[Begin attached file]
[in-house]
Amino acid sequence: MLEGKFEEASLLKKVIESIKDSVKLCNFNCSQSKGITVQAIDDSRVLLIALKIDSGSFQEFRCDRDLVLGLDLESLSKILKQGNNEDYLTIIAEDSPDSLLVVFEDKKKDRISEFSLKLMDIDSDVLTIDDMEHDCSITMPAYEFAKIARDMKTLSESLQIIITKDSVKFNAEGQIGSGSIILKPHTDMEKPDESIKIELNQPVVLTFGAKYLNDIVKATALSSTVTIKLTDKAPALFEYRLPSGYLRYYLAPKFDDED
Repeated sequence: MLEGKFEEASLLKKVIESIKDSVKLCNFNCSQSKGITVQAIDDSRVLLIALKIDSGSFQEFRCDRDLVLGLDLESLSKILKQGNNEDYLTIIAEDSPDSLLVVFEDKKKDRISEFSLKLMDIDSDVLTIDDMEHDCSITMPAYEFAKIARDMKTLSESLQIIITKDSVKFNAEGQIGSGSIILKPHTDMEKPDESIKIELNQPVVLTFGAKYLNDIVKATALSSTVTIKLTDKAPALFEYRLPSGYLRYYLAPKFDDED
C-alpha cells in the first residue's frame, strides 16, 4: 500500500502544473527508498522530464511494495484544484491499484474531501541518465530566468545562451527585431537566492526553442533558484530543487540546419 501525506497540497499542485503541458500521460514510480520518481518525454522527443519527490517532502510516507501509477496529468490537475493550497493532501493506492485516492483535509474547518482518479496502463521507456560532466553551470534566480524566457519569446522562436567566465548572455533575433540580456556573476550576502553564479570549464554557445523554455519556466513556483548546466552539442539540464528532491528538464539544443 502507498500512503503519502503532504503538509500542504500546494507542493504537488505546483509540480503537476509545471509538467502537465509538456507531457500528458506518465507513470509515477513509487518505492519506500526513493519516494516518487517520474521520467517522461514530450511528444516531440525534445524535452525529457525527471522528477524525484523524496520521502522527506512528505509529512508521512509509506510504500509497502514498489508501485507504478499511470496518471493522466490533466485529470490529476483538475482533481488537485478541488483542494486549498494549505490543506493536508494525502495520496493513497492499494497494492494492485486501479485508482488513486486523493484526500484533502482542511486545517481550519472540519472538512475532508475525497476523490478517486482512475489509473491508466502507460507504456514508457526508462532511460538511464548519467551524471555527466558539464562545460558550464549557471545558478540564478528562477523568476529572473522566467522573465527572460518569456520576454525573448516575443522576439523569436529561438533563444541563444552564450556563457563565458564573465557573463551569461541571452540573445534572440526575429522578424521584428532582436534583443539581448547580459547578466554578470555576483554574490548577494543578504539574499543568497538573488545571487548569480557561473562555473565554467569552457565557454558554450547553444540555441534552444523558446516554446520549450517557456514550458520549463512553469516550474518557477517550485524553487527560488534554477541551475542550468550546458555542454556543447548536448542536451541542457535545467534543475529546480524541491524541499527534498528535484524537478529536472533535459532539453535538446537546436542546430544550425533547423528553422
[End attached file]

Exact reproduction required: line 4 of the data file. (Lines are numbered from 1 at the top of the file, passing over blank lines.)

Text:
C-alpha cells in the first residue's frame, strides 16, 4: 500500500502544473527508498522530464511494495484544484491499484474531501541518465530566468545562451527585431537566492526553442533558484530543487540546419 501525506497540497499542485503541458500521460514510480520518481518525454522527443519527490517532502510516507501509477496529468490537475493550497493532501493506492485516492483535509474547518482518479496502463521507456560532466553551470534566480524566457519569446522562436567566465548572455533575433540580456556573476550576502553564479570549464554557445523554455519556466513556483548546466552539442539540464528532491528538464539544443 502507498500512503503519502503532504503538509500542504500546494507542493504537488505546483509540480503537476509545471509538467502537465509538456507531457500528458506518465507513470509515477513509487518505492519506500526513493519516494516518487517520474521520467517522461514530450511528444516531440525534445524535452525529457525527471522528477524525484523524496520521502522527506512528505509529512508521512509509506510504500509497502514498489508501485507504478499511470496518471493522466490533466485529470490529476483538475482533481488537485478541488483542494486549498494549505490543506493536508494525502495520496493513497492499494497494492494492485486501479485508482488513486486523493484526500484533502482542511486545517481550519472540519472538512475532508475525497476523490478517486482512475489509473491508466502507460507504456514508457526508462532511460538511464548519467551524471555527466558539464562545460558550464549557471545558478540564478528562477523568476529572473522566467522573465527572460518569456520576454525573448516575443522576439523569436529561438533563444541563444552564450556563457563565458564573465557573463551569461541571452540573445534572440526575429522578424521584428532582436534583443539581448547580459547578466554578470555576483554574490548577494543578504539574499543568497538573488545571487548569480557561473562555473565554467569552457565557454558554450547553444540555441534552444523558446516554446520549450517557456514550458520549463512553469516550474518557477517550485524553487527560488534554477541551475542550468550546458555542454556543447548536448542536451541542457535545467534543475529546480524541491524541499527534498528535484524537478529536472533535459532539453535538446537546436542546430544550425533547423528553422